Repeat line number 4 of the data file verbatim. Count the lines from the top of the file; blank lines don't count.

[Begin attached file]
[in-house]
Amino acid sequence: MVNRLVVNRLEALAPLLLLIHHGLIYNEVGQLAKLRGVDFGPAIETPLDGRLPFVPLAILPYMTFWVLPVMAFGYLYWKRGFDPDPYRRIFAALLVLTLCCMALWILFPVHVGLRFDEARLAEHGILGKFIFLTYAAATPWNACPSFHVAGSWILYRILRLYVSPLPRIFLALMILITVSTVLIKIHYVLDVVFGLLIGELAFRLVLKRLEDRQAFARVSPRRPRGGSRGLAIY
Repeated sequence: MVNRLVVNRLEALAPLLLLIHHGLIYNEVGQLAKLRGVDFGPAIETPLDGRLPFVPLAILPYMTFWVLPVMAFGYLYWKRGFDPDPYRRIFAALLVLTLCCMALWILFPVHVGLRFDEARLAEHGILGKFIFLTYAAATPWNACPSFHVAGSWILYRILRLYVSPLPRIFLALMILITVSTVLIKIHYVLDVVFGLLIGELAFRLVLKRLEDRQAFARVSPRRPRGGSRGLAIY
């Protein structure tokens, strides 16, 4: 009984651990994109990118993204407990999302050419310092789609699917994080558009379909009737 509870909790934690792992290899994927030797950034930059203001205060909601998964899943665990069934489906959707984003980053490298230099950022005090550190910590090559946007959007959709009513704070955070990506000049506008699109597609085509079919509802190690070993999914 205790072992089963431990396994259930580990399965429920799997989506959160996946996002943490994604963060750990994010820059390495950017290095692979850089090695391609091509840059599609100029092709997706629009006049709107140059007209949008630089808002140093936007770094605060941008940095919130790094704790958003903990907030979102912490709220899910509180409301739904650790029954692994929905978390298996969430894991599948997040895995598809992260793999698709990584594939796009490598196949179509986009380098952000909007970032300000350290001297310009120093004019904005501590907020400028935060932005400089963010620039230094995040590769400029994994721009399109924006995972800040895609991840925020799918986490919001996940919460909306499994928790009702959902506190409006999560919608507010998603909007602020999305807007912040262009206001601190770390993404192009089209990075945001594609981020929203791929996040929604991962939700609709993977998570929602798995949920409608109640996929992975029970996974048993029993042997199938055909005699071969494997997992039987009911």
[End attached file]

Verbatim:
């Protein structure tokens, strides 16, 4: 009984651990994109990118993204407990999302050419310092789609699917994080558009379909009737 509870909790934690792992290899994927030797950034930059203001205060909601998964899943665990069934489906959707984003980053490298230099950022005090550190910590090559946007959007959709009513704070955070990506000049506008699109597609085509079919509802190690070993999914 205790072992089963431990396994259930580990399965429920799997989506959160996946996002943490994604963060750990994010820059390495950017290095692979850089090695391609091509840059599609100029092709997706629009006049709107140059007209949008630089808002140093936007770094605060941008940095919130790094704790958003903990907030979102912490709220899910509180409301739904650790029954692994929905978390298996969430894991599948997040895995598809992260793999698709990584594939796009490598196949179509986009380098952000909007970032300000350290001297310009120093004019904005501590907020400028935060932005400089963010620039230094995040590769400029994994721009399109924006995972800040895609991840925020799918986490919001996940919460909306499994928790009702959902506190409006999560919608507010998603909007602020999305807007912040262009206001601190770390993404192009089209990075945001594609981020929203791929996040929604991962939700609709993977998570929602798995949920409608109640996929992975029970996974048993029993042997199938055909005699071969494997997992039987009911």